25. 25. <ul><ul><ul><li>Advocate for a comprehensive approach </li></ul></ul></ul><ul><ul><ul><li>Ensure that progress on methodological and policy fronts for all policy approaches proceeds simultaneously, derailing of any element that contributes in maintaining global integrity of forest c stocks (CN also) to be opposed </li></ul></ul></ul>Strategy
  26. 26. <ul><ul><ul><li>Clarity on REDD/REDD-plus- main or a co-benefit? </li></ul></ul></ul><ul><ul><ul><ul><li>State managed forests- main benefit </li></ul></ul></ul></ul><ul><ul><ul><ul><li>Community/jointly managed forests- co-benefit (bonus with other goods and services) </li></ul></ul></ul></ul><ul><ul><ul><li>Biodiversity conservation </li></ul></ul></ul><ul><ul><ul><li>Safeguarding rights of local people and benefit sharing (UNFCCC- indigenous peoples and local communities) </li></ul></ul></ul>Points of Concern
  27. 27. Projected trend in forest cover under the current trend scenario (Source: Indian Institute of Science, 2006)
  28. 28. Projected Afforestation under current trend scenario (Source: Indian Institute of Science, 2006)
  29. 29. Model based projection of carbon stocks in India’s forests and tree cover, as per studies of Indian Institute of Science, Bangalore (2006), estimates increase in carbon stocks as contained in the country’s forests from 8.79 GtC in 2005 to 9.75 GtC in 2030 Carbon Stock Projection: Indian Scenario
  30. 30. <ul><li>Compensation Claim: India </li></ul><ul><li>Proposed policy approach of Compensated Conservation seeks incentive for </li></ul><ul><li>Incremental stocks of 0.96 GtC between 2006-2030 (projected increase from 8.79 GtC in 2006 to 9.75 GtC in 2030) </li></ul><ul><li>Baseline stocks of 8.79 GtC as on 2006 </li></ul>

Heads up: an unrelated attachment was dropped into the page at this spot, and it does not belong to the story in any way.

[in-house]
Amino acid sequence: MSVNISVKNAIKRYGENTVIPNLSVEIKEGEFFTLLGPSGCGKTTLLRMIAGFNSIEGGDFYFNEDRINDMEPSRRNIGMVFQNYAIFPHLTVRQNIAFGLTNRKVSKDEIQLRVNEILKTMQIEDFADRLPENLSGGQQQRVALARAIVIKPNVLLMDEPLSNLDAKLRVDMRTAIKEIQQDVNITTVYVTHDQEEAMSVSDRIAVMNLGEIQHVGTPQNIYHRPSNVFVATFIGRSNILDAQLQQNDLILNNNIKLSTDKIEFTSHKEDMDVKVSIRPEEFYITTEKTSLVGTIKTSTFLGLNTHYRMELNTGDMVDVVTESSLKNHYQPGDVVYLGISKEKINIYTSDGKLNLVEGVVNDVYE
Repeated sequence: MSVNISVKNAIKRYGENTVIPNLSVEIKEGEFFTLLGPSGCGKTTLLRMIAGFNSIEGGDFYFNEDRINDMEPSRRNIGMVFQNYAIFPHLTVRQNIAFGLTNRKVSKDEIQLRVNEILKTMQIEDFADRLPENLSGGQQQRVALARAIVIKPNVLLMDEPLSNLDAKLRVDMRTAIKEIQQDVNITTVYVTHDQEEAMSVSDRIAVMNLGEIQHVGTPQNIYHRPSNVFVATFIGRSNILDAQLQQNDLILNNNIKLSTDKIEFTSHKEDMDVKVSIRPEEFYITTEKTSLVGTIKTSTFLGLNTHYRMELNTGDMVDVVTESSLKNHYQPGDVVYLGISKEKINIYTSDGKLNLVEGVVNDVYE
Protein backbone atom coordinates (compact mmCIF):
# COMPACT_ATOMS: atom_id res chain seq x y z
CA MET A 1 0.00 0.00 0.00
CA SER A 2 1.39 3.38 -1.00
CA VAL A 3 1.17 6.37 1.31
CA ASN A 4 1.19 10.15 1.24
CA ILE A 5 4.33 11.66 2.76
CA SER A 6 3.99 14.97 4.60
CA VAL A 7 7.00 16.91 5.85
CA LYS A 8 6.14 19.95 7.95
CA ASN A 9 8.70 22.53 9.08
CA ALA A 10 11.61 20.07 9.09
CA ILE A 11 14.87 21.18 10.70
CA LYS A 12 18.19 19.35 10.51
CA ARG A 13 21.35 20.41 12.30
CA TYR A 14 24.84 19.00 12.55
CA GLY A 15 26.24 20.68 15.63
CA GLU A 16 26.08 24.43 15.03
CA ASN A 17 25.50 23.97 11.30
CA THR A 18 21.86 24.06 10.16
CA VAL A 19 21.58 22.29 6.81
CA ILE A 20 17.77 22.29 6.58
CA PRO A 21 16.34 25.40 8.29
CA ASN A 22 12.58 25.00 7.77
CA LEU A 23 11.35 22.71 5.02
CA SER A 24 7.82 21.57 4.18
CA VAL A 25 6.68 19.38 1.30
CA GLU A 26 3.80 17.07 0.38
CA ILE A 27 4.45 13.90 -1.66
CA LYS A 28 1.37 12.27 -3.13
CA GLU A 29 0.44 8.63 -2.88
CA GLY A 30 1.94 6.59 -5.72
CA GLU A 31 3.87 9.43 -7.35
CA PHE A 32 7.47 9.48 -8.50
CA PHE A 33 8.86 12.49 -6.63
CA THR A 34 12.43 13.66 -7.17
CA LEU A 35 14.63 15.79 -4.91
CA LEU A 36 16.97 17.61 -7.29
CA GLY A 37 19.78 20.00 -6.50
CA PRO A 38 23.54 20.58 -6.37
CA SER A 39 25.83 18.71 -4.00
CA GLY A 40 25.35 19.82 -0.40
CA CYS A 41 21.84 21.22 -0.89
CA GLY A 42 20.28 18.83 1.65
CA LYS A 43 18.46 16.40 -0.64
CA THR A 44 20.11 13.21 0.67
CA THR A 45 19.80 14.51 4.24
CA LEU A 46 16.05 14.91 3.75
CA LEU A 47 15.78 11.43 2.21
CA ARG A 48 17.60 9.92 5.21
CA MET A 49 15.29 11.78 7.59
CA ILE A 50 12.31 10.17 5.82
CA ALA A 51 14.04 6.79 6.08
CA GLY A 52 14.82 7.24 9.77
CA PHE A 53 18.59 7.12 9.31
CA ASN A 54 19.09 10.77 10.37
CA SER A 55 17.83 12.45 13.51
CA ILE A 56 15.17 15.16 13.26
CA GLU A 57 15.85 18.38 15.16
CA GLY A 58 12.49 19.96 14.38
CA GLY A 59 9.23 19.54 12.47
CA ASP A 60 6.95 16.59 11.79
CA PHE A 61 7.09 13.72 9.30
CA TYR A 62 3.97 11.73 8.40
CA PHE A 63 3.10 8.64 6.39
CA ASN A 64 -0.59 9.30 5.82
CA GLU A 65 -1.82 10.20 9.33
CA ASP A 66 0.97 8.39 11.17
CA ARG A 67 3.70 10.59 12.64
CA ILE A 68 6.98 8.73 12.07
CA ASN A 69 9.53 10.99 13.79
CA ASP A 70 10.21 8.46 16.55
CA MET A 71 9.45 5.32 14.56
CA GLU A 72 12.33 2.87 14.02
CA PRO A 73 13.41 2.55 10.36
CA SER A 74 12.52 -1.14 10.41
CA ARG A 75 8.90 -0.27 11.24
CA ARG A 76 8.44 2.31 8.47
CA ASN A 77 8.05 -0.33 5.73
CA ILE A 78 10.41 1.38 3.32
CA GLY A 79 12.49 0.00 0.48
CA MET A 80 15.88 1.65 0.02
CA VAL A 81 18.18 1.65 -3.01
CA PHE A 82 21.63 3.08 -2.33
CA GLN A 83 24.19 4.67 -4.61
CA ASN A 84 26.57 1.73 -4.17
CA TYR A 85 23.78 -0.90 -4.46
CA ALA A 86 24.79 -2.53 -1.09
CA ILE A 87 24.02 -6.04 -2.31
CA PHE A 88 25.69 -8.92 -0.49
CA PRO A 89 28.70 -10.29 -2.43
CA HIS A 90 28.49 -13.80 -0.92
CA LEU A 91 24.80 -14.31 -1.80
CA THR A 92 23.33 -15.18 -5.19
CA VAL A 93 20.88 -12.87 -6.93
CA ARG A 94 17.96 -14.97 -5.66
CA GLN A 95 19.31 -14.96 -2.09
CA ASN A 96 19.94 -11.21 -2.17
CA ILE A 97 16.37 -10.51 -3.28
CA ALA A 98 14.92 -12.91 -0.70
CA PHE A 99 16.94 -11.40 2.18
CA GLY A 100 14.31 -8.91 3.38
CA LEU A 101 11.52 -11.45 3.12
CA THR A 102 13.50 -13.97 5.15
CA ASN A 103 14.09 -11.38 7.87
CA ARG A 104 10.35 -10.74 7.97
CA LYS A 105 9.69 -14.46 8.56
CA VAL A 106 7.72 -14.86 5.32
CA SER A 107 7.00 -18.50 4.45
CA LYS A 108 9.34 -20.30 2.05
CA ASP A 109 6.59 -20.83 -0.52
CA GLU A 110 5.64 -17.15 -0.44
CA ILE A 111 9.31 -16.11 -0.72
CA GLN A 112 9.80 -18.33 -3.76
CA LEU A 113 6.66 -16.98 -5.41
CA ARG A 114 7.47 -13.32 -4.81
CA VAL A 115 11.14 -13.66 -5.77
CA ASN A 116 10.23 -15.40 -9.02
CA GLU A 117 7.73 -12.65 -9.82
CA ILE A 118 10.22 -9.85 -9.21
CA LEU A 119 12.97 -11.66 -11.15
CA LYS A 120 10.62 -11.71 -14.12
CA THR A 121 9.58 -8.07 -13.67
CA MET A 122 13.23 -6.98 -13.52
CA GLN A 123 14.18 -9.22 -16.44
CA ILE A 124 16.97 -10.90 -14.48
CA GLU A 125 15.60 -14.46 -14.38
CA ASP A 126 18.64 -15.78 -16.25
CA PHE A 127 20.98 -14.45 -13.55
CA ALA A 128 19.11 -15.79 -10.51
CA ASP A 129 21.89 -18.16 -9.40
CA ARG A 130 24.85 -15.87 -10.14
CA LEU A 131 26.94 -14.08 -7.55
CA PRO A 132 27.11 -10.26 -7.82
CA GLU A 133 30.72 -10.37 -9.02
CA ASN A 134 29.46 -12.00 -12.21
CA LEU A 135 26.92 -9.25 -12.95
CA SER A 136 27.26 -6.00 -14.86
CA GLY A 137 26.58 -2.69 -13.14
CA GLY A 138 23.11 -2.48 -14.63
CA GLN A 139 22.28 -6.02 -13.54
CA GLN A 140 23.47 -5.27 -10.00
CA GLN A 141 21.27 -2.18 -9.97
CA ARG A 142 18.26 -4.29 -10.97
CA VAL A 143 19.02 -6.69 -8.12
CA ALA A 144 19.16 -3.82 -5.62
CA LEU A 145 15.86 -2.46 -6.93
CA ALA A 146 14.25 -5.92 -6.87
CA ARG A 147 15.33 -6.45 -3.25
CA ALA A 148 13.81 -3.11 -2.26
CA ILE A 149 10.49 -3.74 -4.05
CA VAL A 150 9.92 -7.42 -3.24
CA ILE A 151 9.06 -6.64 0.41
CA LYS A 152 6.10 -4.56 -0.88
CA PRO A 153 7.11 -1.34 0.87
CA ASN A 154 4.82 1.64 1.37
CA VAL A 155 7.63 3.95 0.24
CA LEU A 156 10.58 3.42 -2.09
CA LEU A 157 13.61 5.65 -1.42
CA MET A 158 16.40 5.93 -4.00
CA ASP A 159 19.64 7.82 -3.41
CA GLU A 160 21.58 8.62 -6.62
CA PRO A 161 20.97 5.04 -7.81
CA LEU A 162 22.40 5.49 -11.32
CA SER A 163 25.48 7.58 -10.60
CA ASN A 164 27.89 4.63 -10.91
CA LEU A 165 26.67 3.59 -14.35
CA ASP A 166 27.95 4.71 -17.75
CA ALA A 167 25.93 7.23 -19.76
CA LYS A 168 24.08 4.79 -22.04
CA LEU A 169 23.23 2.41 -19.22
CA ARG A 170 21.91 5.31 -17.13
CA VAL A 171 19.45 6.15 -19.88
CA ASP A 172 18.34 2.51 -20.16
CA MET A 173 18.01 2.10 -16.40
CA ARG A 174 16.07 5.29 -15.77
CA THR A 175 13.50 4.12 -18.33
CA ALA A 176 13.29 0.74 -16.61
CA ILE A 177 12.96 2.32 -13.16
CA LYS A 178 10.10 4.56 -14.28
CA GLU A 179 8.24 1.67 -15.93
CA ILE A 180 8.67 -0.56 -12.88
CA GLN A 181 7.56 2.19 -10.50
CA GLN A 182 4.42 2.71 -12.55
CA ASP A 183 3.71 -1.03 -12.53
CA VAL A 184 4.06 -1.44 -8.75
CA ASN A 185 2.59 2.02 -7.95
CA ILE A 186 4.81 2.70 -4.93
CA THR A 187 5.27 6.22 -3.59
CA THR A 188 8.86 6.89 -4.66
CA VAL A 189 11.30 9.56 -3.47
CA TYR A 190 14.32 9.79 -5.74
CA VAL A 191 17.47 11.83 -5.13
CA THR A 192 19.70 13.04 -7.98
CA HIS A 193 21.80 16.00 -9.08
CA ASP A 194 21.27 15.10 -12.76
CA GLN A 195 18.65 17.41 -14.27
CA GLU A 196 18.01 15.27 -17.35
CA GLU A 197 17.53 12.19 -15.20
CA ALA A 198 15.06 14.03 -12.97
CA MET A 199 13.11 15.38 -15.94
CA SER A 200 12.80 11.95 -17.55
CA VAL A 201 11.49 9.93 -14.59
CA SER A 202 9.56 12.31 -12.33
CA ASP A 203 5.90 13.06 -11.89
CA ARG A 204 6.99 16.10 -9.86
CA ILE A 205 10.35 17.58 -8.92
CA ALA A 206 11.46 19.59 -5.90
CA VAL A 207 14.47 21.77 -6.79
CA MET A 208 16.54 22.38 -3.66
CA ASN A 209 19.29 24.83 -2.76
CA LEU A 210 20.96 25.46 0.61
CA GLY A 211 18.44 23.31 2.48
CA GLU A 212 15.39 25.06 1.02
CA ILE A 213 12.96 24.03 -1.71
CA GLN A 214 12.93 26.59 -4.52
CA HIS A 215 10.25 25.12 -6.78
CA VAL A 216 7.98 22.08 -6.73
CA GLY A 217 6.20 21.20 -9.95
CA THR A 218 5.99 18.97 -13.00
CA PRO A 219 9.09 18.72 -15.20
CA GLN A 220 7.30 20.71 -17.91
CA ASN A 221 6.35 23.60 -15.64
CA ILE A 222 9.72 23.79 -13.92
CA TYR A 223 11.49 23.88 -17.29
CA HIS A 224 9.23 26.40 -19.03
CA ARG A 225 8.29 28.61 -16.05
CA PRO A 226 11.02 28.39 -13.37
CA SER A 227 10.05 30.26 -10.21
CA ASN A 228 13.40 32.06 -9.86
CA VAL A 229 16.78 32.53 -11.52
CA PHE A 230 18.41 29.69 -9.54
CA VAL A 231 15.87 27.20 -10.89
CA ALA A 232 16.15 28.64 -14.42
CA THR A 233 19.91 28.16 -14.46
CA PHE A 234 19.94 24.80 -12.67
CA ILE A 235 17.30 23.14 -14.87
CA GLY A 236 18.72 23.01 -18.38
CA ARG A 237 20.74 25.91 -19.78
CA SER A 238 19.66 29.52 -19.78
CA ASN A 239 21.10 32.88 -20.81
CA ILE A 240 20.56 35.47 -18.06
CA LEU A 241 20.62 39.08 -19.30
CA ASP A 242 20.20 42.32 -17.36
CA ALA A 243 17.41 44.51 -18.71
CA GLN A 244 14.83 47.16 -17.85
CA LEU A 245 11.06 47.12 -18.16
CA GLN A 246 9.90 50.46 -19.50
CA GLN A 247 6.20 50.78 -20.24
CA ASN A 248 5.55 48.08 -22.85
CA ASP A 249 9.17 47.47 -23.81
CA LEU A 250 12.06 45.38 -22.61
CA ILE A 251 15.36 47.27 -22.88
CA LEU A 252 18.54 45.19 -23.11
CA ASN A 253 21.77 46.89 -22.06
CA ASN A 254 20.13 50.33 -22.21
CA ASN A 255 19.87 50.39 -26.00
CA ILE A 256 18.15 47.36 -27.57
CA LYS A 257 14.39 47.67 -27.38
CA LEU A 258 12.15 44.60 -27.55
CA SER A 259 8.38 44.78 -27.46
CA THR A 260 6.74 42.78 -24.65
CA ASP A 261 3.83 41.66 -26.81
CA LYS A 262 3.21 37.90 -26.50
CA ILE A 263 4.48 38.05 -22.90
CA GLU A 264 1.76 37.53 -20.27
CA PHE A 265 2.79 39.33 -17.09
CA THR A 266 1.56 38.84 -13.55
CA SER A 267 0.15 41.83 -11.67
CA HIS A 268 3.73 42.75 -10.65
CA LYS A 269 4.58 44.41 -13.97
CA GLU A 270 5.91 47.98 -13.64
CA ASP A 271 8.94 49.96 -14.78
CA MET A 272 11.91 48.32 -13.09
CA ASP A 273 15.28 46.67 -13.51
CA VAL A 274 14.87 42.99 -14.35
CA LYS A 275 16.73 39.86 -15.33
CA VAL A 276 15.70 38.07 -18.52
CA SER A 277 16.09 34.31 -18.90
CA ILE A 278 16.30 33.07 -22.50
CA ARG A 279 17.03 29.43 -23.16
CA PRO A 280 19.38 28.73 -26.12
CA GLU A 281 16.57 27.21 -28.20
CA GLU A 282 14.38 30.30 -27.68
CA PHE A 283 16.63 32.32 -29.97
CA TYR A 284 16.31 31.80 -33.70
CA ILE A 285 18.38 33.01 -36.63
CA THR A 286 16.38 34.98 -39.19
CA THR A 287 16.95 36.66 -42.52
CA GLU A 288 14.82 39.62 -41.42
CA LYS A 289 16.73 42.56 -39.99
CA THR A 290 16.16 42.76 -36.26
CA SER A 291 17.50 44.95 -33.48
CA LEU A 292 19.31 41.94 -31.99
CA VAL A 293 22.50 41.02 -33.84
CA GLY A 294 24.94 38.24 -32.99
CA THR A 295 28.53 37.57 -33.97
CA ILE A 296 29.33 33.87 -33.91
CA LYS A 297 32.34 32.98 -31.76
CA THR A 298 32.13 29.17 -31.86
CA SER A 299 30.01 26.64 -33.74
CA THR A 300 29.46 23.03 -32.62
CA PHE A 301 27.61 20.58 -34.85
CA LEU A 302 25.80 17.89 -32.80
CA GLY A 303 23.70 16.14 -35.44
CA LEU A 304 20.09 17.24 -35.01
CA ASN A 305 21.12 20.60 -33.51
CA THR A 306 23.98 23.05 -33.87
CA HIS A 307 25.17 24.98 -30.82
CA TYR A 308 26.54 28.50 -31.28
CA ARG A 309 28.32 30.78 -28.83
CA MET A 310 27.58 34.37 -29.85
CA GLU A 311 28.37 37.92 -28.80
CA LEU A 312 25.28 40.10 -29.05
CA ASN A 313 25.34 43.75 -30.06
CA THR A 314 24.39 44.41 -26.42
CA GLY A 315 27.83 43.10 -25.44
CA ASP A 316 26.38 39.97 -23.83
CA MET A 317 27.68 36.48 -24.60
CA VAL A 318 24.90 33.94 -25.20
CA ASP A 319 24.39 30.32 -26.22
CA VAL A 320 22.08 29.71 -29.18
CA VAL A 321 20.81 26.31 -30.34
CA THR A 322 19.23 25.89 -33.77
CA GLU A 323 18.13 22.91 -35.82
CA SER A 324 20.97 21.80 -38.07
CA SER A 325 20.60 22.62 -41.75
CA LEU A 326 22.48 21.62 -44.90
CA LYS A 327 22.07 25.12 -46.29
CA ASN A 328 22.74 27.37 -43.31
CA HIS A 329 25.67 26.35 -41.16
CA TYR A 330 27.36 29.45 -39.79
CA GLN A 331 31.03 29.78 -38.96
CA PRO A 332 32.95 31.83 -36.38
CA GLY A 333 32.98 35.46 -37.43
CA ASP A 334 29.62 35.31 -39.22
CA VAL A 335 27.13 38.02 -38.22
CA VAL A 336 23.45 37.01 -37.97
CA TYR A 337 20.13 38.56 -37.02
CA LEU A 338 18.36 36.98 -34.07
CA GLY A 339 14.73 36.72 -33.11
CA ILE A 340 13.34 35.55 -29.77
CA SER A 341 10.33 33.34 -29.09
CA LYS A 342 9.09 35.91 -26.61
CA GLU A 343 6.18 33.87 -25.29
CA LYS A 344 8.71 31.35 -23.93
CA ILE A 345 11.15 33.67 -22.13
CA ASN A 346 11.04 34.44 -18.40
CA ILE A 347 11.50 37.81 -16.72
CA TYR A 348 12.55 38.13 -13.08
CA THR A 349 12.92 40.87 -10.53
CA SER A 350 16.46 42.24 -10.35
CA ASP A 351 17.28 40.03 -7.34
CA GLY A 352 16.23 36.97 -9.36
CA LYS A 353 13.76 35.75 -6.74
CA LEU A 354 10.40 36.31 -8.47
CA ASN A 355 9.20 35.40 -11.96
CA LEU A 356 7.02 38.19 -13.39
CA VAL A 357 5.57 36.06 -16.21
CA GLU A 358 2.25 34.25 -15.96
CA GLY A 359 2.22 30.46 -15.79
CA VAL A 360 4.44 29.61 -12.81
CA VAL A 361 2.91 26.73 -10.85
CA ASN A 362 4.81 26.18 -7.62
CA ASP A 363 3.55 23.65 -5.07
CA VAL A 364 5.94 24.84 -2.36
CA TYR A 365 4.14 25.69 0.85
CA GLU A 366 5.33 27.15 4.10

31. 31. Compensated Reduction Compensated Conservation Project Project BAU BAU Baseline Time Carbon Stored/Saved Issues at COP-12 on “Avoided Deforestation” Baseline
  32. 32. Forest and Tree Cover Carbon Stocks, India ICFRE Study (August 2009) Figures in m tonnes Carbon 1995 2005 Incremental Changes In Biomass 2692.474 2865.739 173.265 In Soil 3552.304 3755.811 203.507 Total 6244.778 6621.550 376.772
  33. 33. Forest and Tree Cover Carbon Stocks, India ICFRE Study (August 2009) <ul><li>Expansion and Conversion Factors </li></ul><ul><li>Mean biomass expansion factor </li></ul><ul><li>Ratio of BGB/AGB </li></ul><ul><li>Mean Density </li></ul><ul><li>Ratio of OFFB/Tree Biomass </li></ul><ul><li>MCDB in DW </li></ul><ul><li>Carbon content in DW </li></ul>
  34. 34. Forest and Tree Cover Carbon Stocks, India ICFRE Study (August 2009) Expansion and Conversion Factors Mean biomass expansion factor 1.575 Ratio of BGB/AGB 0.266 Mean Density 0.7116 Ratio of OFFB/Tree Biomass 0.015 MCDB in DW 20% Carbon content in DW 40%